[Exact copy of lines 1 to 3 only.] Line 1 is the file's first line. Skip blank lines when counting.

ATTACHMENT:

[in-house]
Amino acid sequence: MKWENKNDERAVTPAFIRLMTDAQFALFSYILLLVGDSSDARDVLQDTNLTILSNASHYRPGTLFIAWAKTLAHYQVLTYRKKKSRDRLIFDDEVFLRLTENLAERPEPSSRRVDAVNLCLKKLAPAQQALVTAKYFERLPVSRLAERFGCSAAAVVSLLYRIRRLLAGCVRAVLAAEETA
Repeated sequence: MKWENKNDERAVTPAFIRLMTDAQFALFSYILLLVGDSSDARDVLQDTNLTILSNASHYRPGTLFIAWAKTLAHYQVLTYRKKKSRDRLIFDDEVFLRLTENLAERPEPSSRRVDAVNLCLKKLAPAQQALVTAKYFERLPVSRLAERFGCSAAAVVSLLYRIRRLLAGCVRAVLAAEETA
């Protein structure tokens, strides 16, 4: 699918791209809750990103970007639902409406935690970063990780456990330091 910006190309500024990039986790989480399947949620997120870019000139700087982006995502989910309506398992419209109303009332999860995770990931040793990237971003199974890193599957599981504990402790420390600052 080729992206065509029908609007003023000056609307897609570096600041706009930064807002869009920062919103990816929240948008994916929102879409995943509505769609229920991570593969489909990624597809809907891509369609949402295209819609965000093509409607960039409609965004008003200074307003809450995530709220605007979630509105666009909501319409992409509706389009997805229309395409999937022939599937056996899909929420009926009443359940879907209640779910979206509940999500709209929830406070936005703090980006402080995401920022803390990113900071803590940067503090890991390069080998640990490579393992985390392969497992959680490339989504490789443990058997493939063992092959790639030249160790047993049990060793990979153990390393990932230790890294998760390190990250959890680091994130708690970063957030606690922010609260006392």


[in-house]
Amino acid sequence: MKWENKNDERAVTPAFIRLMTDAQFALFSYILLLVGDSSDARDVLQDTNLTILSNASHYRPGTLFIAWAKTLAHYQVLTYRKKKSRDRLIFDDEVFLRLTENLAERPEPSSRRVDAVNLCLKKLAPAQQALVTAKYFERLPVSRLAERFGCSAAAVVSLLYRIRRLLAGCVRAVLAAEETA
Repeated sequence: MKWENKNDERAVTPAFIRLMTDAQFALFSYILLLVGDSSDARDVLQDTNLTILSNASHYRPGTLFIAWAKTLAHYQVLTYRKKKSRDRLIFDDEVFLRLTENLAERPEPSSRRVDAVNLCLKKLAPAQQALVTAKYFERLPVSRLAERFGCSAAAVVSLLYRIRRLLAGCVRAVLAAEETA